Hawai‘i’s sandwich generation is confronted with both unique challenges and great opportunities as baby boomers care for their elderly parents, while also supporting their adult children and grandchildren. Multi-generational homes are very common in Hawai‘i.
A common misconception is that massage is a luxury. Massage is becoming recognized as complementary medicine, along with other modalities, such as chiropractic care and acupuncture. An increasing amount of research is being conducted that demonstrates the scientific and medical benefits of massage.
As we age, we’re faced with the dilemma of where and how we will live during the next phase of our lives. One of the most frequently asked questions is, “How do I know when it’s time to move?” Here are some questions that may help you to self-discover when it’s right for you…
Happy New Year! The beginning of the year often means a fresh start and new goals for many aspects of our lives. Today, we’ll focus on our health and fitness, and the mind-body connection that can contribute to a healthier new you.
During the height of the COVID-19 pandemic, members of Epiphany Episcopal Church in Kaimuki served as a testament to faith and dedication as they continued to attend services in person — when we were allowed to do so. It renewed me as a minister each and every Sunday.
Lot Lau is putting his lifelong love of trees to good use. At age 81, he is a member of a Citizen Forester group whose efforts are aimed at helping to save the planet — one tree at a time. “When I was young, I thought of trees only for climbing to get the fruit,” he recounts. “I preferred the Samoan palm variety. They bear coconuts much lower to the ground and are tall, stately, durable and strong. They sway gently in the breeze like a hula dancer. They give of themselves to benefit others.”
The call came in. “Help! Papa needs an ADA-compliant bathroom.” According to Adele, his granddaughter, “Papa refuses to come downstairs to shower because he says he already has a blankly-blank shower upstairs.” Jim “Papa” Raynor is a 98½-year-old WWII veteran.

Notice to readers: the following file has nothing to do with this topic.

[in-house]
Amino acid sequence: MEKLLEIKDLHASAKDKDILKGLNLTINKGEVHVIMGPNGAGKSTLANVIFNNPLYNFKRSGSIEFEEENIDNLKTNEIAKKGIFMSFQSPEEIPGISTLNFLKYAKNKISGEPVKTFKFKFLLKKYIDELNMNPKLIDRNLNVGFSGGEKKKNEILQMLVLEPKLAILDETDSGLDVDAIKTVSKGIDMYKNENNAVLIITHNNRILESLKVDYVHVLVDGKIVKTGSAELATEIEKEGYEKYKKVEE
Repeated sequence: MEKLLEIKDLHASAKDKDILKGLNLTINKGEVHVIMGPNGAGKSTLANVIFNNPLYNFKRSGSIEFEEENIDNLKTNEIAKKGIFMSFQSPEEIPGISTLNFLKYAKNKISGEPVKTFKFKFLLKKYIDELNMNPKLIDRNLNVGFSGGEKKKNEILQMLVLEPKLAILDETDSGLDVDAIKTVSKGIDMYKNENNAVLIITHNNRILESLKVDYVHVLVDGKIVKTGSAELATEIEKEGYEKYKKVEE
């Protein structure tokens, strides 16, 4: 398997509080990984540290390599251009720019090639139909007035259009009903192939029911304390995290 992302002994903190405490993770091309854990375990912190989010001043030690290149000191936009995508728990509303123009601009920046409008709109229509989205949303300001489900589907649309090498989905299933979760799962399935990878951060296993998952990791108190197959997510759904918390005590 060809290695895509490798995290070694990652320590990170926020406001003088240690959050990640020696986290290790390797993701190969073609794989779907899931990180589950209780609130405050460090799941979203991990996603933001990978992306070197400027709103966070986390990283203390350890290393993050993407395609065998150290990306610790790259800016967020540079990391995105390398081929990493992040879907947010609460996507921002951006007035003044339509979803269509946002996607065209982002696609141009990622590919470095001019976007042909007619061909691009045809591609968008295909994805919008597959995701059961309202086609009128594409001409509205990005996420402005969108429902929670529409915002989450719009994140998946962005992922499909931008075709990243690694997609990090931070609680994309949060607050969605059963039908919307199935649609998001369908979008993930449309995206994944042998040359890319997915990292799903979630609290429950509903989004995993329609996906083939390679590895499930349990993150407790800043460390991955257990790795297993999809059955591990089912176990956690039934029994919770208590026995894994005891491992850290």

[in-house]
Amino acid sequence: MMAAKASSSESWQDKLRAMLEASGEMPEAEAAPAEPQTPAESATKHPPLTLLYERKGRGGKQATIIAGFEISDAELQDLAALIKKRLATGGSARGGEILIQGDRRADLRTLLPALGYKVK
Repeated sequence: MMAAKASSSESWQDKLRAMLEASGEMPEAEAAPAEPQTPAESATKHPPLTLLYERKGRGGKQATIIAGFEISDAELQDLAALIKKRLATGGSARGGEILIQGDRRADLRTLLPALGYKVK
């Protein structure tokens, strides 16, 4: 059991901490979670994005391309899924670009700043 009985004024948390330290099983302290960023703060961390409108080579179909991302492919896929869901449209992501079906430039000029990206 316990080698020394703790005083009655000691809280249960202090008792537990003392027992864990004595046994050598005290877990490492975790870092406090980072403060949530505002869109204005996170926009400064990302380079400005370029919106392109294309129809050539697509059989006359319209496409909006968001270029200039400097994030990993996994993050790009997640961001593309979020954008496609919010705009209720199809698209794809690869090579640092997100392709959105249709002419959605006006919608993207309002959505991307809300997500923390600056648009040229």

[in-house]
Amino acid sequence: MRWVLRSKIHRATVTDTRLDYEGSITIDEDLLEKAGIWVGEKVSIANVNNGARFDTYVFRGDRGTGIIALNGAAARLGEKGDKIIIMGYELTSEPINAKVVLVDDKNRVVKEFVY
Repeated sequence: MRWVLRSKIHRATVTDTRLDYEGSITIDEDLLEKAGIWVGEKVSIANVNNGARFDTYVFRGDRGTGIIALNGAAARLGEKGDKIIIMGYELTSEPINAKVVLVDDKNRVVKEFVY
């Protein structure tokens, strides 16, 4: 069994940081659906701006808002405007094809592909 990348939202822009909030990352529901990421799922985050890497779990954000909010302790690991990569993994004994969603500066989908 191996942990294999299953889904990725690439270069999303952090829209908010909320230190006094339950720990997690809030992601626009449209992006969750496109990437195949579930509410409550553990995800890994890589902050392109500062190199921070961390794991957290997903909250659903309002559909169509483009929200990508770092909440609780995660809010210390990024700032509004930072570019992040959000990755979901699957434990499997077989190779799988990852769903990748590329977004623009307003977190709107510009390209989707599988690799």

Major corporations, government agencies, healthcare organizations, small businesses and private individuals are all being targeted by ransomware. The law enforcement and cybersecurity communities believe many of the cybercriminals behind these attacks are connected to organized crime, anti-US entities or even terrorist groups. It is an ongoing challenge to identify hackers and bring them to justice.
In 2010, I wrote a booklet for Career Partners International, a leading outplacement counseling firm, in which I compared the 20th century workplace with the 21st century workplace. In simple terms, I made the case that the once-upon-a-time dominant workplace of regular, full-time workers was fast becoming a workplace of workers who work part-time, some of the time, for free or for a fixed fee.
Why is it important that seniors continue to work on their fitness? It’s always important to remain active to stay healthy and strong. Regular exercise is also great for brain health, boosting mood and energy, and speeding up recovery from an injury or illness. “Use it or lose it” applies to balance skills, agility, muscle strength and stamina.
When the phone rings at Jessica Lani Rich’s office, it can be a really bad thing. And her phone rings a lot. Sometimes, the police call to tell her about a crime or a tragic accident. Other times, a social worker will call about an illness, an injury or even a death. And each time she answers the phone, Jessica answers the call. As president and CEO of the Visitor Aloha Society of Hawai‘i (VASH), Jessica leads a team of trained volunteers who provide comfort and support to visitors who have been victims of a crime or other adversity, and help them create a positive memory of their stay in our islands.
The January – February 2022 issue of GM features Jessica Lani Rich, president of VASH – the Visitor Aloha Society of Hawaii, an organization that provides support – and comfort – to visitors who have been victims of crime and other adversity. We also feature stories in this issue about how massage is good for the body and soul; we review some common misconceptions about hospice care; and for small business owners, some tips on retirement for people who aren’t sure if they’ll even get a chance to retire.